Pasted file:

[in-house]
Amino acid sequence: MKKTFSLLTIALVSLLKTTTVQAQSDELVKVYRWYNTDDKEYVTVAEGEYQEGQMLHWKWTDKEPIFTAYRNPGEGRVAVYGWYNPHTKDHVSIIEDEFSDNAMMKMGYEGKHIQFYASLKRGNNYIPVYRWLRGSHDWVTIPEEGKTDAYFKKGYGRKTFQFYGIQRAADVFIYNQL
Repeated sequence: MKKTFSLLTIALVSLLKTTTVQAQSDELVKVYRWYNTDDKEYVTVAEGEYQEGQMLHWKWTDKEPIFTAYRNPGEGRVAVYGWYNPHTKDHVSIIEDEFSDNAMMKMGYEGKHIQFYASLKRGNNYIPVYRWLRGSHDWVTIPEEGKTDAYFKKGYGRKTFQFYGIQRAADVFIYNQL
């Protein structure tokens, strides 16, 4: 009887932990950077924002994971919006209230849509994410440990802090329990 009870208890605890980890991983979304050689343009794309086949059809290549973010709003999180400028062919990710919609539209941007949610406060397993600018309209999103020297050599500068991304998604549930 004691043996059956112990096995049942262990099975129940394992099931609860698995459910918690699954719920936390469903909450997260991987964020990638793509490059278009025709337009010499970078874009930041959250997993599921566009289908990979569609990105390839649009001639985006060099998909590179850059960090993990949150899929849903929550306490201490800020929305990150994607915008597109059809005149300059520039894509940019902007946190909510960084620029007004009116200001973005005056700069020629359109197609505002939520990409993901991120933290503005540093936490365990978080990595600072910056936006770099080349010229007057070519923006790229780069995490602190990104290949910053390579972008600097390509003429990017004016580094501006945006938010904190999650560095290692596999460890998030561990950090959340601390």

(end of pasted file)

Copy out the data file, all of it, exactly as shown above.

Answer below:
[in-house]
Amino acid sequence: MKKTFSLLTIALVSLLKTTTVQAQSDELVKVYRWYNTDDKEYVTVAEGEYQEGQMLHWKWTDKEPIFTAYRNPGEGRVAVYGWYNPHTKDHVSIIEDEFSDNAMMKMGYEGKHIQFYASLKRGNNYIPVYRWLRGSHDWVTIPEEGKTDAYFKKGYGRKTFQFYGIQRAADVFIYNQL
Repeated sequence: MKKTFSLLTIALVSLLKTTTVQAQSDELVKVYRWYNTDDKEYVTVAEGEYQEGQMLHWKWTDKEPIFTAYRNPGEGRVAVYGWYNPHTKDHVSIIEDEFSDNAMMKMGYEGKHIQFYASLKRGNNYIPVYRWLRGSHDWVTIPEEGKTDAYFKKGYGRKTFQFYGIQRAADVFIYNQL
């Protein structure tokens, strides 16, 4: 009887932990950077924002994971919006209230849509994410440990802090329990 009870208890605890980890991983979304050689343009794309086949059809290549973010709003999180400028062919990710919609539209941007949610406060397993600018309209999103020297050599500068991304998604549930 004691043996059956112990096995049942262990099975129940394992099931609860698995459910918690699954719920936390469903909450997260991987964020990638793509490059278009025709337009010499970078874009930041959250997993599921566009289908990979569609990105390839649009001639985006060099998909590179850059960090993990949150899929849903929550306490201490800020929305990150994607915008597109059809005149300059520039894509940019902007946190909510960084620029007004009116200001973005005056700069020629359109197609505002939520990409993901991120933290503005540093936490365990978080990595600072910056936006770099080349010229007057070519923006790229780069995490602190990104290949910053390579972008600097390509003429990017004016580094501006945006938010904190999650560095290692596999460890998030561990950090959340601390």